Top contributors by organization/corporation: 2008 election cycle Career totals
Top contributors by industry: 2008 election cycle Career totals

Committees and Affiliations

Committee assignments in the 110th Congress (2007-2008)

Committee assignments in the 109th Congress (2005-2006)

Coalitions and Caucuses

  • Chairman of the Republican Policy Committee from 1997 until 2003.
  • Western States Senate Coalition
  • Co-Chairman of the Congressional Coalition on Adoption
  • Co-founder and co-chair, Congressional Property Rights Coalition

Boards and Other Affiliatons

More Background Data

Contact

DC Office:
520 Hart Senate Office Building
Washington, D.C. 20510-1205
Phone:202-224-2752
Fax:202-228-1067
Web Email
Website

District Office- Boise:
225 North Ninth Street, Suite 530
Boise, ID 83702
Phone: 208-342-7985
Fax: 208-343-2458

District Office- Coeur d'Alene:
Harbor Plaza
610 Hubbard, Suite 121
Coeur d'Alene, ID 83814
Phone: 208-667-6130
Fax: 208-765-1743

District Office- Idaho Falls:
490 Memorial Drive, Suite 101
Idaho Falls, ID 83402
Phone: 208-523-5541
Fax: 208-522-0135

District Office- Lewiston:
313 D Street, Suite 106
Lewiston, ID 83501
Phone: 208-743-0792
Fax: 208-746-7275

District Office- Pocatello:
801 East Sherman Street, Room 193
Pocatello, ID 83201
Phone: 208-236-6817
Fax: 208-236-6820

District Office- Twin Falls:
560 Filer Avenue, Suite A
Twin Falls, ID 83301
Phone: 208-734-6780
Fax: 208-734-3905

Articles and Resources

Resources

Local blogs and discussion sites

References

  1. "Craig Arrested, Pleads Guilty Following Incident in Airport Restroom," Roll Call, August 27, 2007.
  2. "Craig Arrested, Pleads Guilty Following Incident in Airport Restroom," Roll Call, August 27, 2007.
  3. "Craig Arrested, Pleads Guilty Following Incident in Airport Restroom," Roll Call, August 27, 2007.
  4. "Craig Arrested, Pleads Guilty Following Incident in Airport Restroom," Roll Call, August 27, 2007.
  5. Susan Crabtree, "Craig regrets guilty plea involving bathroom incident," The Hill, August 27, 2007.
  6. Paul Kane, "Idaho Senator Asserts: 'I Never Have Been Gay'," Washington Post, August 29, 2007.
  7. Dan Popkey, "Men's room arrest reopens questions about Sen. Larry Craig," Idaho Statesman, August 28, 2007.
  8. Jonathan Martin, "Larry Craig's pro-Romney video taken down," The Politico, August 27, 2007.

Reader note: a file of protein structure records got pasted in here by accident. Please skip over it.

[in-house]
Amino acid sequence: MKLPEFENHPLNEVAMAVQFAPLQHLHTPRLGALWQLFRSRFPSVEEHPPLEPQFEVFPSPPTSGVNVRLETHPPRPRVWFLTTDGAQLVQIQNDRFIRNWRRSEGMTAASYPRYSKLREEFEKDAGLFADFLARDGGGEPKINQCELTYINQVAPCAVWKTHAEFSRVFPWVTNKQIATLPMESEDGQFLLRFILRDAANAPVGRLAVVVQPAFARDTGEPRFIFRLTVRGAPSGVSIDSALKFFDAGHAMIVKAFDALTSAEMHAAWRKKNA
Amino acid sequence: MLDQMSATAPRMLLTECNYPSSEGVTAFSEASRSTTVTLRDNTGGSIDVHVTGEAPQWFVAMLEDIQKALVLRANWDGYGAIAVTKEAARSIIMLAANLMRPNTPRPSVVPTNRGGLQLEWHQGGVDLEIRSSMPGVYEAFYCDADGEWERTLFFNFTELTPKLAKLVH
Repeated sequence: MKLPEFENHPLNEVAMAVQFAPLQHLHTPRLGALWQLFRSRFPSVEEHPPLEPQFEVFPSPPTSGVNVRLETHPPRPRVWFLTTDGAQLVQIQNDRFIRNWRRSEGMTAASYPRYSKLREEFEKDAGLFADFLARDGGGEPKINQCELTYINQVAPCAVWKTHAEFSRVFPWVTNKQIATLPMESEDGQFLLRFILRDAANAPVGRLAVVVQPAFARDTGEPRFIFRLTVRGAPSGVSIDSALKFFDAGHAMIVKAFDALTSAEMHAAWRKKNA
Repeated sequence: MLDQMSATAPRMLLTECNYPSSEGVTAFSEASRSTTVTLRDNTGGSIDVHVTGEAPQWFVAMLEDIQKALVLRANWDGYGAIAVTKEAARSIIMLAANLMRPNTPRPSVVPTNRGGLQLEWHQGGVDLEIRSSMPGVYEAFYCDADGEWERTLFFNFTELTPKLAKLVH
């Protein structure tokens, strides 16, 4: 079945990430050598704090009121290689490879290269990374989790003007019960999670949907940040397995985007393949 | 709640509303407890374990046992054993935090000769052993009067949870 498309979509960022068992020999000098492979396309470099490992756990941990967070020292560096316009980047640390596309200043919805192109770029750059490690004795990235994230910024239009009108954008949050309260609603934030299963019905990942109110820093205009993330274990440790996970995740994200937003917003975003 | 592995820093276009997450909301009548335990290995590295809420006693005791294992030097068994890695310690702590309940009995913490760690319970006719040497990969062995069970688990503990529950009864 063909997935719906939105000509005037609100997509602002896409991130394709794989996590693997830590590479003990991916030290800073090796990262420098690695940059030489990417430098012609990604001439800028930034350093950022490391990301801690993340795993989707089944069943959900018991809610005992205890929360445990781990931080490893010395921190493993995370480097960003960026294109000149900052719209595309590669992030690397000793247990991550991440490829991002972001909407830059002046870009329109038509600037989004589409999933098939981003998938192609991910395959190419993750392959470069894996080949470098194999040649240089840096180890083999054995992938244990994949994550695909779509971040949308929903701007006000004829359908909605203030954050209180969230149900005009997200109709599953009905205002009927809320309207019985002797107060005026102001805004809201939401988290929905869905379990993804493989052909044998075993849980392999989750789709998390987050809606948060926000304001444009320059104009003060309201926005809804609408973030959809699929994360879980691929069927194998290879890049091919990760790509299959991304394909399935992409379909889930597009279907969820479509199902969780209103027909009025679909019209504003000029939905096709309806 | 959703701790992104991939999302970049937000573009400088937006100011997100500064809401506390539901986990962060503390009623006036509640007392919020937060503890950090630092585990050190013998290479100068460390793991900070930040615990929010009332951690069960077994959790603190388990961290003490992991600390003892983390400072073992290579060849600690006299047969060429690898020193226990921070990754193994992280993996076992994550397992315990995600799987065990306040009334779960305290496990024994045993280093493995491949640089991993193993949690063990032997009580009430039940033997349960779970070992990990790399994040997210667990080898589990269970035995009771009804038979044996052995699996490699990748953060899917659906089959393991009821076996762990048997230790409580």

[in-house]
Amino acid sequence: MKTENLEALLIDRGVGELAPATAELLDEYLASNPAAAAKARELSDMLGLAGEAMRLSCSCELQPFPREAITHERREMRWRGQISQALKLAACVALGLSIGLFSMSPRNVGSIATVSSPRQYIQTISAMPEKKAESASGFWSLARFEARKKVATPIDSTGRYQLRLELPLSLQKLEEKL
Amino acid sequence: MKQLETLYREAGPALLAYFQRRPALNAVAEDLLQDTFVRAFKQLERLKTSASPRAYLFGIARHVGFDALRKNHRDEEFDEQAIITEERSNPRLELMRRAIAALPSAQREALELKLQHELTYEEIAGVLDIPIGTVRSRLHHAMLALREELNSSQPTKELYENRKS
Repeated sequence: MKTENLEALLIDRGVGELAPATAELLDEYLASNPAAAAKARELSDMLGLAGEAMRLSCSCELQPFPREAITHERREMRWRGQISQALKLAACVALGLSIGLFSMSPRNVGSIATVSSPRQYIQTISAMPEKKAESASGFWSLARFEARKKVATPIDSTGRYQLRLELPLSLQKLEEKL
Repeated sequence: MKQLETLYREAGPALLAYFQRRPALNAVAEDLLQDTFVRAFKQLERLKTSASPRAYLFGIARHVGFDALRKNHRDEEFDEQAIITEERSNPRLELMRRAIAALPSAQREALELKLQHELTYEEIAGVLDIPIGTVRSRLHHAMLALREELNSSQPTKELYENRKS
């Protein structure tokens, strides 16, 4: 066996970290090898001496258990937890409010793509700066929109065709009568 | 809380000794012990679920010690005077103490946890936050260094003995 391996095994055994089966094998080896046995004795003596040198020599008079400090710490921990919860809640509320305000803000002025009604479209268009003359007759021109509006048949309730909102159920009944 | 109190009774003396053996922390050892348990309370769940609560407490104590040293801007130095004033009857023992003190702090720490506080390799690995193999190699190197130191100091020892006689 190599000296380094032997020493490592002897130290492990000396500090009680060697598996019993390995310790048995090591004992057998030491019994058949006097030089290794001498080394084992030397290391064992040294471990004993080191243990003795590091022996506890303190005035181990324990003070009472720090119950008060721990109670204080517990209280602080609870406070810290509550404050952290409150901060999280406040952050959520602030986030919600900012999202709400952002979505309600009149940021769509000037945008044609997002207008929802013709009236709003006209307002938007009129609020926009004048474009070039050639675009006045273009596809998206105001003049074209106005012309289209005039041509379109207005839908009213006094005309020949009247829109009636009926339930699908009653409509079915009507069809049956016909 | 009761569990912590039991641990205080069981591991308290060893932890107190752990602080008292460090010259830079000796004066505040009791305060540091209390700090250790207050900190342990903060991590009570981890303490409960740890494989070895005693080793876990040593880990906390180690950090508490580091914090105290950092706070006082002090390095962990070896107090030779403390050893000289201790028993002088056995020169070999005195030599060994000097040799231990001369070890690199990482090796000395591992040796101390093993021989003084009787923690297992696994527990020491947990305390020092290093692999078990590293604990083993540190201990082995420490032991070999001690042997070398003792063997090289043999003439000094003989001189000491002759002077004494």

9. Paul Kane, "Idaho Senator Asserts: 'I Never Have Been Gay'," Washington Post, August 29, 2007.
  10. Paul Kane, "Idaho Senator Asserts: 'I Never Have Been Gay'," Washington Post, August 29, 2007.
  11. Josh Kraushaar, "Craig steps down from top committee posts," The Politico, August 29, 2007.
  12. Josh Kraushaar, "Craig steps down from top committee posts," The Politico, August 29, 2007.
  13. Elana Schor, "Sen. Craig resigns," The Hill, September 1, 2007.
  14. Elana Schor, "Sen. Craig is reconsidering his decision to resign," The Hill, September 5, 2007.
  15. Elana Schor, "Craig returns to the Hill," The Hill, September 19, 2007.
  16. Paul Kane, “Craig Begins Court Challenge,” “The Washington Post,” September 27, 2007.
  17. Elana Schor, “Despite ruling, Craig says he will finish out his term,” ‘’The Hill,’’ October 5, 2007.
  18. Elana Schor, “Despite ruling, Craig says he will finish out his term,” ‘’The Hill,’’ October 5, 2007.
  19. Elana Schor, “Despite ruling, Craig says he will finish out his term,” ‘’The Hill,’’ October 5, 2007.
  20. Alexander Bolton, "GOP will let Craig keep his earmarks," The Hill, November 1, 2007.
  21. Alexander Bolton, "GOP will let Craig keep his earmarks," The Hill, November 1, 2007.
  22. Alexander Bolton, "GOP will let Craig keep his earmarks," The Hill, November 1, 2007.
  23. "FY08 SENATE INTERIOR & ENVIRONMENT SPENDING BILL CONTAINS NEARLY 500% MORE EARMARKS THAN HOUSE VERSION," Taxpayers for Common Sense, July 3, 2007.
  24. Alexander Bolton, "GOP will let Craig keep his earmarks," The Hill, November 1, 2007.
  25. Carl Huse, "Senate Ethics Committee Admonishes Larry Craig," The New York Times, February 14, 2008.
  26. Carl Huse, "Senate Ethics Committee Admonishes Larry Craig," The New York Times, February 14, 2008.
  27. Appeals Court Rejects Craig's Attempt to Pull Back Guilty Plea in Sex StingWashington Post December 10, 2008. Accessed December 15, 2008
  28. Jeffrey Young, "Craig keeps promise to retire", The Hill, March 21, 2008

Articles

  • Joe Sudbay, AMERICAblog, August 29, 2007:

Wikipedia also has an article on Larry Craig. This article may use content from the Wikipedia article under the terms of the GFDL.